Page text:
By Katie Kuehner-Hebert, a freelancer with extensive experience covering financial services
Commercial insurers have been hit by catastrophic losses caused by the worst tornadoes in American history, which leveled towns like Joplin, Mo., though second quarter results show that some fared better than others.
"This quarter everything is about CATs -- it's been the main driver of results," said Ed Keane, a senior financial analyst at A.M. Best Co. "We're seeing higher combined ratios at most insurers due to higher underwriting losses, which ultimately impacts the bottom line."
Such losses might be offset in future quarters by higher premiums, Keane said. "This might not impact underwriting results today, but it's going to have a positive impact down the road."
The Travelers Cos. Inc. posted a net loss of $364 million, or 88 cents a share, due to $1.09 billion in catastrophic losses. Excluding investment gains and losses, the company's operating loss was 91 cents a share, 27 cents more than analysts on average had expected, according to Thomson Reuters.
In the year-earlier quarter, Travelers saw net income of $670 million, or $1.35 per share.
Michael G. Paisan, an analyst at Stifel, Nicolaus & Company Inc., wrote in a July 22 note that Travelers' catastrophic losses overshadowed premium growth and overall price improvement. Net written premiums rose 2 percent, reflecting pricing gains in all commercial insurance product lines, led by gains in workers' compensation.
"It was a well-executed quarter for Travelers despite the weather challenges," Paisan wrote.
Mark Dwelle, an analyst at RBC Capital Markets LLC, in a July 21 note reiterated his "outperform" rating on Travelers' stock.
"Although it was a difficult quarter for Travelers, we remain encouraged with recent trends (positive pricing, solid reserve releases, high retention rates, and a tailwind from the economy), amid the fairly subdued property/casualty pricing environment," Dwelle wrote.
In other carrier earnings news, Chubb Corp. earned $419 million, $1.42 a share, compared to a year-earlier profit of $518 million, or $1.59 per share. While operating income fell to $1.27 a share from a year earlier, it was 26 cents higher than analysts on average had estimated. The company posted $329 million in catastrophic losses.
"Results in Q2 were mixed with positive premiums growth, solid reserve releases and price improvement in some lines of business, partially offset by higher CATs, and slight margin compression as evidenced by the deterioration in accident year combined ratios excluding CATs," Paisan wrote in a July 21 note. "We believe margins could improve into 2012. However Chubb's aggressive share repurchase strategy and continued strong reserve releases will be major driving forces to generating stronger earnings momentum in 2011 and 2012."
Dwelle wrote in a July 22 note that there are not many insurers with the ability to absorb high catastrophe losses two quarters in a row and then raise guidance, like Chubb. The carrier increased its 2011 guidance to $5.55?5.85 from $5.35?5.75.
"Although Chubb shares trade at a premium to peers, it's a premium that some might be willing to pay for such a high quality franchise and strong balance sheet," Dwelle wrote.
ACE Ltd. earned $607 million, or $1.77 a share, including net realized losses of $79 million. Its operating income was $2.01 a share, in line with results a year earlier, but 33 percent higher than the analysts' consensus estimate. Pretax catastrophe losses, including reinstatement premiums, were $134 million for the quarter.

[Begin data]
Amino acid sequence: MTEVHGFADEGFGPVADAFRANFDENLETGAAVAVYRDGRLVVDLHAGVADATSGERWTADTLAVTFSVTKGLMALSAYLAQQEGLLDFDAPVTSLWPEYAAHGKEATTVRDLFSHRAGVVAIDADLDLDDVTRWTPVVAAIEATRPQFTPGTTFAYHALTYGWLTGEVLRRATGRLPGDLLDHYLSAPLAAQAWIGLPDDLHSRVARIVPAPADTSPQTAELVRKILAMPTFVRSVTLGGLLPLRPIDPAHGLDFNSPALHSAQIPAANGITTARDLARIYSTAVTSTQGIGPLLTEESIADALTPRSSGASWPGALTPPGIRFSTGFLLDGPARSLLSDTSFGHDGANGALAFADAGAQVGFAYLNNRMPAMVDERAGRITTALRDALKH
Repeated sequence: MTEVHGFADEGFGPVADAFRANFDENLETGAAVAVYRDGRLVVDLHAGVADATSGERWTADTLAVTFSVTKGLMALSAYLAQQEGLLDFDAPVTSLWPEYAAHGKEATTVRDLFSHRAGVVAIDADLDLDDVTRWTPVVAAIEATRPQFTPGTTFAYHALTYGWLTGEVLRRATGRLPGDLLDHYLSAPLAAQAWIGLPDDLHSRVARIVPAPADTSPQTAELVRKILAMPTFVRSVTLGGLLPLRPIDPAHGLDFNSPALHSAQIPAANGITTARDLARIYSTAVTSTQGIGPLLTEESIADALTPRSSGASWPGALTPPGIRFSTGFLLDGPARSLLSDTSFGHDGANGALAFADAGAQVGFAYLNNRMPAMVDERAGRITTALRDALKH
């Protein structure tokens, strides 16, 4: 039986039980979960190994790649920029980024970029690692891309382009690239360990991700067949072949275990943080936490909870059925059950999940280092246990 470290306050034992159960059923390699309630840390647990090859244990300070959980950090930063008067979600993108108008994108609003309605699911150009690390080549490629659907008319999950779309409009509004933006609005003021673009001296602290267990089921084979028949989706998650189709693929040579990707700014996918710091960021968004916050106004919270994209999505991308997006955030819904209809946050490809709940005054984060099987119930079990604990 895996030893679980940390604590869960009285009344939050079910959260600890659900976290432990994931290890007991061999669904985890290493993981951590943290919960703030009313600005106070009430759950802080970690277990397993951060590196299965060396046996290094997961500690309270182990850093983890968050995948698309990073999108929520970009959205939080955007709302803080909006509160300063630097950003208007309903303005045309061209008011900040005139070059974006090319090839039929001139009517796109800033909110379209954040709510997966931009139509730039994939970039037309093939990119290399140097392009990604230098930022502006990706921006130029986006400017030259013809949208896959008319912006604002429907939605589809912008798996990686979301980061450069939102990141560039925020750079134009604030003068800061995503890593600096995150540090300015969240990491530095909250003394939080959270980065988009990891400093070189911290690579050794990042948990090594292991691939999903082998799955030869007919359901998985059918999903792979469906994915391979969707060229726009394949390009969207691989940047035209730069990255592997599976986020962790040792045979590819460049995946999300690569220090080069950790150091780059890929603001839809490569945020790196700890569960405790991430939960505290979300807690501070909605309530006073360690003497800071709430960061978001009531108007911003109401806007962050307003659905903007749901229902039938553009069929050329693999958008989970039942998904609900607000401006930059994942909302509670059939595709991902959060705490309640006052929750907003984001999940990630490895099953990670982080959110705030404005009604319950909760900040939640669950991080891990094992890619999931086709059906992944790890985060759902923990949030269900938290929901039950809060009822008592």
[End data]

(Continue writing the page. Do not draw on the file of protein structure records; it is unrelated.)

"We continue to believe that ACE is one of the best names for investing in a potential hard market in 2012," Paisan wrote in a July 27 note.
Dwelle also wrote in that note that ACE's shares trade at about 95 percent of book value and the company is enjoying solid top-line growth from both acquisitions and firming industry conditions.
"To the extent these trends continue, few companies are as well positioned as ACE to capitalize considering its multi-line global platform," he wrote.
W.R. Berkley earned $83 million, or 56 cents a share, compared with $110 million, or 70 cents a share, a year earlier. The results beat the analysts' mean estimate of 42 cents.
Meyer Shields, an analyst at Stifel, Nicolaus & Company Inc., wrote in a July 26 note that his team's medium-to-longer-term outlook is more positive for W.R. Berkley than its peers.
"W.R. Berkley should see hard market rate increases plus the return of quasi-specialty risks from standard carriers," Shields wrote. W.R. Berkley's conservative reserving practices should also allow it to dodge the adverse reserve development that often mars results early in hard markets, Shields said.
Dwelle wrote in a July 26 note that while W.R. Berkley's margins were pressured by catastrophe losses in the second quarter, core results as well as the outlook remain positive.
"We view the significant premium growth rate (+10 percent) as again the highlight during the June quarter, the third consecutive quarter of double-digit top-line growth for the company," Dwelle wrote. Much of the growth was coming from start-up units mainly within the specialty and alternative risk segments.
"While growing in this kind of market is no easy task, we believe management is being conservative in establishing initial loss picks while early loss trends within the start-up units appear consistent with company expectations," he wrote.
August 1, 2011
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